1.43               The Statement of Reasons listed over fifty attacks for which AAI has indicated responsibility, by posting a video or media statement, in the period since the last review. Their methods have included assassinations, the use of small arms, thermal grenades, and IED and mortar attacks against Iraqi police and military personnel and against US military patrols, bases and vehicles.

1.44               The Committee recommended that the regulation in relation to Ansar al-Islam not be disallowed.

1.45               The Islamic Movement of Uzbekistan (IMU) is a militant Islamist group based and operating in Central and South Asia. The group established relations with the Taliban and Al-Qaeda, and allegedly became extensively involved in narcotics trafficking. One of its founders, Namangani, was killed during the US-led invasion of Afghanistan in 2001, and the remnants of the IMU fled across the border to the Federally Administered Tribal Areas (FATA) of Pakistan.

1.46               Although its capabilities were severely degraded, the following years saw the IMU regroup in the South Waziristan area of the FATA, where it established close links to a number of Pakistani Taliban groups and reportedly participated in cross-border attacks on the International Security Assistance Force (ISAF) in Afghanistan.

1.47               Notwithstanding increasing pressure from ISAF and Pakistani security forces, reports throughout 2010 indicated that the IMU had re-established an operational presence in northern Afghanistan, and the group also claimed responsibility for a series of attacks in Tajikistan.

1.48               The Committee recommended that the regulation in relation to the IMU not be disallowed.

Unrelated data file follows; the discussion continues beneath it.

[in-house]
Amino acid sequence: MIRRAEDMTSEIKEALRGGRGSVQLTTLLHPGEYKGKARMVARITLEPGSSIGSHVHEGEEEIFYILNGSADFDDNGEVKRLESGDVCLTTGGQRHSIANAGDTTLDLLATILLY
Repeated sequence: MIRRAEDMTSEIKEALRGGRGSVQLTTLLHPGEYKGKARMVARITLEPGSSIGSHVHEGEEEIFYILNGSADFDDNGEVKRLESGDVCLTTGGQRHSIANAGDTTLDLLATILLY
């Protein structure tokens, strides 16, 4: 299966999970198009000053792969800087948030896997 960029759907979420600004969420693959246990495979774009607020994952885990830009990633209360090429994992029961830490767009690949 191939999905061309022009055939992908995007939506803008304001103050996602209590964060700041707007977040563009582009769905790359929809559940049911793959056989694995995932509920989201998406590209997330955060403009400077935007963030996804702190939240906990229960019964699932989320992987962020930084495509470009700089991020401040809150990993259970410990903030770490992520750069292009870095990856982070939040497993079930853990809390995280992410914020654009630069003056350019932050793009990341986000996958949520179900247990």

1.49               The statement of reasons indicated that Jaish-e- Mohammed (JeM) is based in Pakistan and operates primarily in Indian Administered Kashmir (IAK). JeM operatives have been involved in attacks against civilian and military targets in Afghanistan, India and Pakistan. JeM attacks have included suicide bombings in 2001 and 2003 with most attacks since that time involving grenades and firearms.

1.50               JeM continued to concentrate its efforst against Indian security forces (military and police), government installations and civilians in the disputed territory of IAK.  In addition, JeM has broadened its operational focus to join the Afghan Taliban in attacks against government and Coalition forces in Afghanistan.

1.51               The Committee recommended that the regulation in relation to JeM not be disallowed.

1.52               Jane’s Terrorism and Insurgency Centre states that Lashkar-e Jhangvi (LeJ) activities have been curbed following the arrest of key leaders and the particular focus of the military and police authorities on the group, resulting in the arrest of hundreds of activists.

1.53               Following the killing of Al-Qaeda leader Osama bin Laden in May 2011, the LeJ vowed to conduct a series of retaliatory attacks. To this end, a spokesman for the LeJ, identifying himself as Ali Sher Haidri, released a statement in mid-May 2011 threatening to avenge Bin Laden's death by targeting not only government ministers and security force personnel but also Shia Muslims from the ethnic Hazara community in Pakistan.

1.54               The LeJ followed through with these threats with a series of significant attacks in and around Quetta between May and July 2011.